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One of the most controversial topics on the pages of The Gazette is coalbed methane, a fact reaffirmed by letters to the editor printed today. This natural gas, clean-burning and relatively inexpensive to develop, lies in coal seams of southeastern Montana and northern Wyoming.

A week ago on this page, Gov. Judy Martz stated her staunch support for CBM development and sharply criticized “obstructionists” who, she said, had filed nine lawsuits to block development. The governor’s office sent similar op-ed columns to other Montana newspapers.

Dena Hoff, Glendive resident and chairwoman of the Northern Plains Resource Council, promptly responded to the governor’s criticism. NPRC has sounded warnings about environmental degradation if large quantities of salty water are discharged from CBM wells. In a guest column published on July 9, Hoff challenged the governor’s statement that there were nine lawsuits against CBM development in Montana, saying she knew of only five.

I called Martz spokesman Shane Hedges in Helena and asked what lawsuits the governor was referring to. Here’s what Hedges listed:NPRC lawsuit against the Montana Board of Oil and Gas Conservation, which was settled out of court.

NPRC lawsuit against Redstone Gas Partners, which wants to drill CBM wells.

Three filings in a permit DEQ was issuing. The administrative complaints were lodged by NPRC, Tongue River Water Users Association and Native Action.

Tongue River Water Users and NPRC lawsuits against DEQ. The lawsuits were filed in regard to the permit.

NPRC lawsuit against the federal Bureau of Land Management.

And, at No. 9, Hedges listed NPRC’s notice of intent to sue Fidelity Exploration and Production Co., which used to be called Redstone Gas Partners. No lawsuit had yet been filed.Asked whether administrative complaints and notice of intent to sue were properly called “lawsuits,” Hedges first said the governor was referring to “legal maneuvers” and later called back to say that the complaints were, in fact, lawsuits. He offered to put me in touch with a state lawyer who would back up that definition of lawsuit.

Journalists generally try to stick to the common meaning of words, so I consulted Webster’s dictionary, which defines lawsuit as “a suit between private parties in law or equity; a case before a civil court.”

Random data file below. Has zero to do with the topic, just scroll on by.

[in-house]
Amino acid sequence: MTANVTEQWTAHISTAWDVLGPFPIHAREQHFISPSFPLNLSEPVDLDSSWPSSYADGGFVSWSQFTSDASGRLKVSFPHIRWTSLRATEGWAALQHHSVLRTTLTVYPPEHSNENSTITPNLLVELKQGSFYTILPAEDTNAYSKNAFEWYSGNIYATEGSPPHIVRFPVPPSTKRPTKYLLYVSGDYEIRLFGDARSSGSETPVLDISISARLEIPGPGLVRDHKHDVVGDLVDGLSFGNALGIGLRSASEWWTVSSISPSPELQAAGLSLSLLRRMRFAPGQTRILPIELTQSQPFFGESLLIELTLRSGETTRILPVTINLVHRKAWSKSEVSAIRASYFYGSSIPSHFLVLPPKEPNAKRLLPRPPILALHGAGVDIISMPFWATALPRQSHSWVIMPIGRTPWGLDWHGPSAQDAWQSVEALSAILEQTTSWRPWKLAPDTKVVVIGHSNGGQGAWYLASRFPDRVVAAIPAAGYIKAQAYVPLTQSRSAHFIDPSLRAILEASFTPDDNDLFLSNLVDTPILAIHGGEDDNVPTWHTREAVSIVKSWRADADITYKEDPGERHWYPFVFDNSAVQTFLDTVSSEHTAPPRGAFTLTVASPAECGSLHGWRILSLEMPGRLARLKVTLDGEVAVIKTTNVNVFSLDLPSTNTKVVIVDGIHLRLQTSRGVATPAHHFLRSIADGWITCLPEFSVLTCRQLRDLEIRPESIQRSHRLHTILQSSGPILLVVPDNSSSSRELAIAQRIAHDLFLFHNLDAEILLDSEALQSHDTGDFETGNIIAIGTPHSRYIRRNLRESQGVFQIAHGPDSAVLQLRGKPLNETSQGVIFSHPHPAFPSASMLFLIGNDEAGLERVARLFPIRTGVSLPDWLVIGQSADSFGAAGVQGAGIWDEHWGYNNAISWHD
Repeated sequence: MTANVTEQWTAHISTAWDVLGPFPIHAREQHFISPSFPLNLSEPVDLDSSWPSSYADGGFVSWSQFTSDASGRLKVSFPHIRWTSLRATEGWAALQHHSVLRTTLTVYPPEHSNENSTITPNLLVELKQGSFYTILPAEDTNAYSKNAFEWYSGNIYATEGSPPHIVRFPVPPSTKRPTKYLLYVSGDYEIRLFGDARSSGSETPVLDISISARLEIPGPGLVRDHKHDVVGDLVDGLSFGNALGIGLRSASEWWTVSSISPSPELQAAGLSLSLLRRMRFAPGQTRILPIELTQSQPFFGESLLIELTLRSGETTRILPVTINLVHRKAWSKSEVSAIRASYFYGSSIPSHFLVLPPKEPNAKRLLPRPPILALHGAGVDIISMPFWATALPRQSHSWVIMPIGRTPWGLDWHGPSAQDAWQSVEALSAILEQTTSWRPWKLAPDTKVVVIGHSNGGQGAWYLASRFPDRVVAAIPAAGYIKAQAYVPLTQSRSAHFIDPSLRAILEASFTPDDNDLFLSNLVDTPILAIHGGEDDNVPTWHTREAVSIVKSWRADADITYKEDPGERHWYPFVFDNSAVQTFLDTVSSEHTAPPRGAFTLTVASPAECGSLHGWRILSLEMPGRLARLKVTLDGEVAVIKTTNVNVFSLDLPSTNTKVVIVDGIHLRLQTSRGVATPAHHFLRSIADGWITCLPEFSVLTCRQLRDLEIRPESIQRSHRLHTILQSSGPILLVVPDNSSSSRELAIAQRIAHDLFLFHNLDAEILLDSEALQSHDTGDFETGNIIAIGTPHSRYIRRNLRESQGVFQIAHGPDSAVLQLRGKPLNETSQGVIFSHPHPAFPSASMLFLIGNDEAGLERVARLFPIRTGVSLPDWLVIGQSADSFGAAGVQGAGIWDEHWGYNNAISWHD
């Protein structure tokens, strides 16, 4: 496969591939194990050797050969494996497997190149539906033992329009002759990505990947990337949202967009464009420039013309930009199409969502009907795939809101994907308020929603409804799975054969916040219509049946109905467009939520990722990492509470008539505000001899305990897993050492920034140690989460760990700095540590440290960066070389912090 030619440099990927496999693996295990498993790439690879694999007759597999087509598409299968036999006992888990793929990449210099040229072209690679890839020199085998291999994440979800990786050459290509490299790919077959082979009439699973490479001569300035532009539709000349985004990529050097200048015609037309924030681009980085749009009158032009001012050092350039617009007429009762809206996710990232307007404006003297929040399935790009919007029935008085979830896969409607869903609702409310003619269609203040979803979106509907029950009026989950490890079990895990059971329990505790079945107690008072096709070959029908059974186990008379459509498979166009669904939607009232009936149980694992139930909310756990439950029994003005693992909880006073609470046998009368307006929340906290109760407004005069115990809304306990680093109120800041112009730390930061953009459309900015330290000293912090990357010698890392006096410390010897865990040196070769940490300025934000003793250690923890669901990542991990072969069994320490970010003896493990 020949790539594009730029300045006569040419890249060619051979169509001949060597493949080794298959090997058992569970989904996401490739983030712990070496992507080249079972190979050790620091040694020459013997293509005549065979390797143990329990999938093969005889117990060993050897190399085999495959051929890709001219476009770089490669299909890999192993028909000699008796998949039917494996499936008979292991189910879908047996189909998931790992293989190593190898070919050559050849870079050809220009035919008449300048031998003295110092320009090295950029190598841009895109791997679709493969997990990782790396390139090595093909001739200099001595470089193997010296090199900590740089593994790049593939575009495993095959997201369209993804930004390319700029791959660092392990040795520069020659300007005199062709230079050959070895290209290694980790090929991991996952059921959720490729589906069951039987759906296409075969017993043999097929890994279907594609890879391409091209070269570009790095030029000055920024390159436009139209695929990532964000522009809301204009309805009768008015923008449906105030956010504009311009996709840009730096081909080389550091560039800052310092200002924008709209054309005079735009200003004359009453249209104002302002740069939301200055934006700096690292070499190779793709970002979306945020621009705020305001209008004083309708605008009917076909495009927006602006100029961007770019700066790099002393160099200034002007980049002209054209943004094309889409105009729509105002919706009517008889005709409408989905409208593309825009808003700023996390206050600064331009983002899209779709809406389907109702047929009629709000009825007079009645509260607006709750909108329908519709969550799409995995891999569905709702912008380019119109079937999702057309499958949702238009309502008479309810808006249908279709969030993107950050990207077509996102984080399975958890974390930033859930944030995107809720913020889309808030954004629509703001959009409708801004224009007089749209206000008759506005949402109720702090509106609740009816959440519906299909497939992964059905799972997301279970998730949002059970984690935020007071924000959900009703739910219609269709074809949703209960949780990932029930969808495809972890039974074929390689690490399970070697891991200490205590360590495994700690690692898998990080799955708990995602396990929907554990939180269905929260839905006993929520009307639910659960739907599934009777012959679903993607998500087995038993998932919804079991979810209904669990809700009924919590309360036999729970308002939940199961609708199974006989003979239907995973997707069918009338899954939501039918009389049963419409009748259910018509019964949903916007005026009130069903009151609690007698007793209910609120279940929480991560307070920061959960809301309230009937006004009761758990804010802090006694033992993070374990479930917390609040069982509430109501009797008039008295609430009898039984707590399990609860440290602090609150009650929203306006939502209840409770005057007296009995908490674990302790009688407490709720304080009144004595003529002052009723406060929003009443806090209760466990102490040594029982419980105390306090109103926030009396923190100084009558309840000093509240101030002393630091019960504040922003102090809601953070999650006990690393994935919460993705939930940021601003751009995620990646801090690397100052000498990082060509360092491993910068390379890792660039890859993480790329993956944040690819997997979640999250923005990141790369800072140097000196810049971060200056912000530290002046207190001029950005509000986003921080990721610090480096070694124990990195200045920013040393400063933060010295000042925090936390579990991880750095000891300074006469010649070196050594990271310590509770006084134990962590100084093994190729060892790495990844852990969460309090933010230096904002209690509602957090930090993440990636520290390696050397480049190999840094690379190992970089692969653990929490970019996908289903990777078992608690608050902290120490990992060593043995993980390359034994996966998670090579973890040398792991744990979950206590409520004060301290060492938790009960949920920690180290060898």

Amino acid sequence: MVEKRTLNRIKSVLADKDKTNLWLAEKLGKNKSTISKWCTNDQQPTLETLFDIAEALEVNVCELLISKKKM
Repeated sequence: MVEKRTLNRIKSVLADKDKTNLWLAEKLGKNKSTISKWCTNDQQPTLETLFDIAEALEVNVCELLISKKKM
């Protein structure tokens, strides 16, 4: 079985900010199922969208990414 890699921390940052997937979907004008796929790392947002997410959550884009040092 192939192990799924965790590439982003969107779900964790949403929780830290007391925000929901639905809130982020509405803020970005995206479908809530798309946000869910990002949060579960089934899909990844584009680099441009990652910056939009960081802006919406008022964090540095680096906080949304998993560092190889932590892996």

Whether something is described as a lawsuit, a legal maneuver or defense of clean water depends on which side of the CBM debate you’re on.Energy inventoryHere’s another story with a language challenge. Wednesday’s Gazette carried a front-page Associated Press report that said GOP members of the U.S. House Resources Committee had introduced legislation requiring an inventory of all federal lands, including most national park lands, for coal as well as geothermal and wind energy potential.

The idea of drilling or mining in national parks is diametrically opposed to the purpose of parks that were set aside for the enjoyment of present and future generations of Americans. Drilling for geothermal energy in Yellowstone would be the death of one of the world’s two largest surviving thermal areas, a natural wonder with 10,000 thermal features and 300 geysers.

In pursuit of details, I checked the Resources Committee Web site and read a GOP staff memo on the proposed Energy Security Act. The memo stated that the bill “provides for an inventory of wind, solar, coal and geothermal power production on all federal lands except parks and wilderness areas. I scanned the 64-page bill and found similar language.

But a communications staff member for the Democrats on the committee pointed out that not all national park lands are “parks.” There are national battlefields, national recreation areas and national historical sites in the national park system. These lands aren’t exempted, she said from Washington.

Considering that the Senate just passed the House bill banning drilling new projects in national monuments, the Energy Security Act may never get beyond committee. However, the bill was scheduled for mark-up Tuesday. Maybe the language will be clarified then.Pat Bellinghausen can be reached at or at (406) 657-1303.